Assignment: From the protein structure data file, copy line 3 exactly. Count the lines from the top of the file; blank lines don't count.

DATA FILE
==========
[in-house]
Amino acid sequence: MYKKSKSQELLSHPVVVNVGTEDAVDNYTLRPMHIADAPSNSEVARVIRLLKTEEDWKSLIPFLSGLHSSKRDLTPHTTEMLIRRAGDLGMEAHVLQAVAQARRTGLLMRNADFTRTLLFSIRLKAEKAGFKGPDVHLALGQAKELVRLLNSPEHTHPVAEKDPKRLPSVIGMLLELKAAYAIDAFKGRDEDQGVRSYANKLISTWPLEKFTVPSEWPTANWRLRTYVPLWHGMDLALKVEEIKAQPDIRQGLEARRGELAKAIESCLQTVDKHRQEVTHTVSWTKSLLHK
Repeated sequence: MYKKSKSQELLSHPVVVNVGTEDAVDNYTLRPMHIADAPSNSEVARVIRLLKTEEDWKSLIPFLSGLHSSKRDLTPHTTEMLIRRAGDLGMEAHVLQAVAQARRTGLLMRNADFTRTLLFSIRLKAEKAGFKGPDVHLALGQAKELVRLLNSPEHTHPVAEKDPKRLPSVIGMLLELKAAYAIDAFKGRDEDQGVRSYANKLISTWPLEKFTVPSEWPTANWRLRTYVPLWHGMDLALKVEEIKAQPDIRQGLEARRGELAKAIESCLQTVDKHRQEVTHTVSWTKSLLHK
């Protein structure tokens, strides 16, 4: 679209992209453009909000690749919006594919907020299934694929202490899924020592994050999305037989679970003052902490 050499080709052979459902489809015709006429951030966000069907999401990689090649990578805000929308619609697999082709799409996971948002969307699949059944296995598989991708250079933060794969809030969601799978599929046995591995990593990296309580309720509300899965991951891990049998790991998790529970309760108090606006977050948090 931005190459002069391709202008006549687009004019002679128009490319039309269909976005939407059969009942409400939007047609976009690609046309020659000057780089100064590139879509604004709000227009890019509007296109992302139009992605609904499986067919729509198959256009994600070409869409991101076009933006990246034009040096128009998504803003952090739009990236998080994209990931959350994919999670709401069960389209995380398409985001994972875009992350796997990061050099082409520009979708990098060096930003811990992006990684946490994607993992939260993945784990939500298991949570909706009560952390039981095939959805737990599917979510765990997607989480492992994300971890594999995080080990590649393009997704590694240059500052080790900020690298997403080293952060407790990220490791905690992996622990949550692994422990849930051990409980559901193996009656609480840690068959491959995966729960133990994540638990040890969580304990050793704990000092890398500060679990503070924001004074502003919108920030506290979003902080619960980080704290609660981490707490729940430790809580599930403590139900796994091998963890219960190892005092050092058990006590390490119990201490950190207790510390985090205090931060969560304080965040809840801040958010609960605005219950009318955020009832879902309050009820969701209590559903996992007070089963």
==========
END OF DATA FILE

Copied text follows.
Repeated sequence: MYKKSKSQELLSHPVVVNVGTEDAVDNYTLRPMHIADAPSNSEVARVIRLLKTEEDWKSLIPFLSGLHSSKRDLTPHTTEMLIRRAGDLGMEAHVLQAVAQARRTGLLMRNADFTRTLLFSIRLKAEKAGFKGPDVHLALGQAKELVRLLNSPEHTHPVAEKDPKRLPSVIGMLLELKAAYAIDAFKGRDEDQGVRSYANKLISTWPLEKFTVPSEWPTANWRLRTYVPLWHGMDLALKVEEIKAQPDIRQGLEARRGELAKAIESCLQTVDKHRQEVTHTVSWTKSLLHK